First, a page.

Fine art practice is designed for anyone who enjoys exploring an idea, conveying an experience or responding to a theme or issue of personal significance with creative design.

Fine Art is the practice of creating work that is primarily for aesthetic, intellectual or purely conceptual purposes, rather than purposes that have a necessarily practical function.

The key to success in the GCSE course is enthusiasm and dedication, sound drawing skills, independent research, consistent hard work, reviewing and improving work and working to deadlines.



The course is divided into two units. Unit 1 is a personal portfolio which must include at least one extended project but will also include examples of experimentation with materials, styles and techniques.  There may also be the opportunity to present a response to an exhibition or museum visit. This unit is worth 60% of the final mark awarded. Unit 2 is an externally set assignment, set by AQA,  and is worth 40% of the mark awarded. 

01 Portfolio Internal Assessment 60%
02 Externally Set Task External Moderation 40%


Initial learning focusses on disciplined painting and drawing projects with the accent on texture, scale and descriptive qualities. Projects include still life, abstract composition and figure drawing. Printmaking and ceramics can also form a final piece in a unit and you will be expected to attempt these media. Work must be documented and researched using sketchbooks and supporting studies. 

You will learn a variety of skills. You will learn how to undertake visual research using primary and secondary sources and record observations, experiences and ideas in appropriate ways. You will learn how to develop and realise ideas and outcomes, explore and review possible solutions and modify your work appropriately. You will come to understand and use appropriately and safely a range of materials, equipment, processes and techniques. Finally, you will become familiar with a range of work from past and contemporary practice and from different cultures, so that you are able to demonstrate an understanding of continuity and change in art, craft and design.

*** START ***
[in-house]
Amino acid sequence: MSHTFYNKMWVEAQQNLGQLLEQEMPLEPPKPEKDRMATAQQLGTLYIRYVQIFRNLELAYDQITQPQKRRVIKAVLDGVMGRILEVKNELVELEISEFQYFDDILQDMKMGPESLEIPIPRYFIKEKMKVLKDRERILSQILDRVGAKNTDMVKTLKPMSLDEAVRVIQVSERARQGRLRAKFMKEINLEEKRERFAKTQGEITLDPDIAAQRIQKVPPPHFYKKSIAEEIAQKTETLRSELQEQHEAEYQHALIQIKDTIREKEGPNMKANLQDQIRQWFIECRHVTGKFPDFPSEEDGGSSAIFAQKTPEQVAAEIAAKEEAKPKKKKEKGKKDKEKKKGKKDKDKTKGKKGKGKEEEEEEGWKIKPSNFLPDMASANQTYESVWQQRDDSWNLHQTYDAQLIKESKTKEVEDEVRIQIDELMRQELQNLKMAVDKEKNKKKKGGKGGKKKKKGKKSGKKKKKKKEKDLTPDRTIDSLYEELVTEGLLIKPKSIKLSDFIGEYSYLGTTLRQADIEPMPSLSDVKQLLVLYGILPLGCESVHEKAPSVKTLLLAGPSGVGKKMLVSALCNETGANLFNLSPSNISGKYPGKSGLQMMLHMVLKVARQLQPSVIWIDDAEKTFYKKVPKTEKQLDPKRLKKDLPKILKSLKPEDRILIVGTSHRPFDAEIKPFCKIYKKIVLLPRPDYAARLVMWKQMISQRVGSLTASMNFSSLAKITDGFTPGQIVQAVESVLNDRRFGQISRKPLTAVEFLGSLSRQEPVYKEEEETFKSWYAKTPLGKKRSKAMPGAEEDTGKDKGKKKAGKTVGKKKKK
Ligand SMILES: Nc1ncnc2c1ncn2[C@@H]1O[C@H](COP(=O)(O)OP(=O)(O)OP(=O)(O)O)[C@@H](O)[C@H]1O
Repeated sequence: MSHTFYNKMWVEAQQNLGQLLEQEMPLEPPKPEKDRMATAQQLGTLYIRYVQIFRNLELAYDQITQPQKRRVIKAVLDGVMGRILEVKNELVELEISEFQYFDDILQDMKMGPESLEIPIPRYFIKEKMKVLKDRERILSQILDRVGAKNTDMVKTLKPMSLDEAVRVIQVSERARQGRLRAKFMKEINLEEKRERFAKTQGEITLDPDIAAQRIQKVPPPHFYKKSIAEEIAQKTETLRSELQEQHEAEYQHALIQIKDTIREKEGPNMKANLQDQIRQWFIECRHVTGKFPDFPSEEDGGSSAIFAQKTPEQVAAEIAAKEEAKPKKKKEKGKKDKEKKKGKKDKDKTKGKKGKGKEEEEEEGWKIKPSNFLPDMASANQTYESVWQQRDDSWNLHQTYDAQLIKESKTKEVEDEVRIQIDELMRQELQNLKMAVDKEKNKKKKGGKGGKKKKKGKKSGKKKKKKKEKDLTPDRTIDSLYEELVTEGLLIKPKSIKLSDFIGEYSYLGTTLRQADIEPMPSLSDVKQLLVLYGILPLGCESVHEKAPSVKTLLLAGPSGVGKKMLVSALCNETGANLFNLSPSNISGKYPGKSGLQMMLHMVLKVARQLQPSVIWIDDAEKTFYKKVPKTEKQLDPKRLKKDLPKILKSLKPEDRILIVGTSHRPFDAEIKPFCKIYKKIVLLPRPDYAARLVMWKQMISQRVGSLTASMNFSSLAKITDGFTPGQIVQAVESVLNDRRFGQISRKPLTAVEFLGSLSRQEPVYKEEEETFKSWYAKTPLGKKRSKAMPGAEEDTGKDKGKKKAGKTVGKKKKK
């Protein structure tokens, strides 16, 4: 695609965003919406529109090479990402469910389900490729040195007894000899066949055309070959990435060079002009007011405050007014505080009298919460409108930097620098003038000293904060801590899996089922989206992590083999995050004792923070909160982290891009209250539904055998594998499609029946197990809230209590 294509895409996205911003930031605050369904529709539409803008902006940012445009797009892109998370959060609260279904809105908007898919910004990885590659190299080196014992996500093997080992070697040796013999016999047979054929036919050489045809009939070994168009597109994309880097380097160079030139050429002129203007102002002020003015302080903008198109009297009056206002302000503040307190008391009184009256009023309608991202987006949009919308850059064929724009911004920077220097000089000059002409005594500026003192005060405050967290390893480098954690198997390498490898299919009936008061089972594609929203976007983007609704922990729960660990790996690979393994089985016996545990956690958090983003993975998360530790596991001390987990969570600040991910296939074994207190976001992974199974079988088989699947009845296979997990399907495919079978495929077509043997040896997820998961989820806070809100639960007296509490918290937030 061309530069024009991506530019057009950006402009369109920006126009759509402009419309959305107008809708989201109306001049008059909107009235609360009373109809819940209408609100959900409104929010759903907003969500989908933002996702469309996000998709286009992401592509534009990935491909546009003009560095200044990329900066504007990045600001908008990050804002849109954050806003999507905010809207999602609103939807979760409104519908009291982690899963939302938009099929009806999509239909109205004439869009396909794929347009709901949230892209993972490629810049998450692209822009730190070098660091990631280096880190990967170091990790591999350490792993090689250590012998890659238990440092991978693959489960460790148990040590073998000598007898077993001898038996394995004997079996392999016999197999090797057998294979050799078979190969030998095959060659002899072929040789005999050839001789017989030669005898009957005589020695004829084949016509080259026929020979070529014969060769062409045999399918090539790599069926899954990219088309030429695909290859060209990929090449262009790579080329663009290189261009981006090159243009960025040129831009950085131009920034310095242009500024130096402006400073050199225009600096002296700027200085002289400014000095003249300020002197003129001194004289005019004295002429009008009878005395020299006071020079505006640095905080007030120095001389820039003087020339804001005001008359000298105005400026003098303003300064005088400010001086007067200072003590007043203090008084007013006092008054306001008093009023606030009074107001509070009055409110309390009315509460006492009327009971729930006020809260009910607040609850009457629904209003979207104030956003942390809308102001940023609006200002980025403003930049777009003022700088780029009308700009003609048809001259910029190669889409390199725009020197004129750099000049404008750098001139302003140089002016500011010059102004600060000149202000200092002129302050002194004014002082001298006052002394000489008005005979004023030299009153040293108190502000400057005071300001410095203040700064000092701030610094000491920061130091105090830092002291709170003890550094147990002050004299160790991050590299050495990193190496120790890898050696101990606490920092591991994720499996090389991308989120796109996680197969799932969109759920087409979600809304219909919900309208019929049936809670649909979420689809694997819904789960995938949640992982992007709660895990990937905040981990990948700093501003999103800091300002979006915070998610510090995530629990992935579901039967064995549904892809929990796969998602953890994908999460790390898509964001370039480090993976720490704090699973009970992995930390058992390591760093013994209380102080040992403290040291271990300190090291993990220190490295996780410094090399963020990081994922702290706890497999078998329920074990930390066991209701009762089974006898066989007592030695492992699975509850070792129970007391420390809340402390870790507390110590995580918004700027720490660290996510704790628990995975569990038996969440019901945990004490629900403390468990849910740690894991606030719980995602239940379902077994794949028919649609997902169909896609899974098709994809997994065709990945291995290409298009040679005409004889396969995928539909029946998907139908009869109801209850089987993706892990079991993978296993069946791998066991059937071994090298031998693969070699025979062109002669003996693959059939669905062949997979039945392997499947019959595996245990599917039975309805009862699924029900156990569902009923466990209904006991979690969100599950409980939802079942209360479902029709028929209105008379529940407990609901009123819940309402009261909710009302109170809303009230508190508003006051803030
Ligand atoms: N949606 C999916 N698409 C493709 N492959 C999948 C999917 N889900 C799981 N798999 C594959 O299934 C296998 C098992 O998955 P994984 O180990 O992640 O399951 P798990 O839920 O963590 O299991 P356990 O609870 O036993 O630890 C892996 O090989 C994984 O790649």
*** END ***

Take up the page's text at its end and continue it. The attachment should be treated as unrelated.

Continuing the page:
COMPONENT 1 – Portfolio - (60%)

Students produce a portfolio of practical work showing their personal response to a set starting point, brief, scenario or stimulus. Students develop work based on an idea, issue, concept or theme leading to a finished outcome or a series of related finished outcomes. Practical elements should make connections with some aspect of contemporary or past practice of artist(s), designer(s), photographers or craftspeople and include written work of no less than 1000 and no more than 3000 words which supports the practical work.

COMPONENT 2  – Externally Set Task - (40%) 

Students respond to a stimulus, provided by AQA, to produce work which provides evidence of their ability to work independently within specified time constraints, developing a personal and meaningful response which addresses all the assessment objectives and leads to a finished outcome or a series of related finished outcomes.


If you have any further questions, please speak to Miss Heatley.

You can also find more detailed information on the AQA website.

AQA | Art and Design | Subject content | Fine art


Art and Design is recognised as an acceptable qualification for entry to many careers and higher education courses. Further training in Art, Craft & Design can include AS/Advanced GCSE, BA, PhD in Art related subjects leading to careers in Architecture, Textiles, Set Designer, Photojournalist, Magazines, Book Jackets, Computer Graphics, Painting, Interior Design, Fashion Designer, Video & TV, Film Maker, Medical Photography, Printing, Picture Editor, Freelance Cartoonist, Teaching, Curator, Art Therapist etc.

Take a look at some of the jobs we've identified below that make use of Art:

Tattoo Artist

Urban Designer

Jewellery Designer

Furniture Designer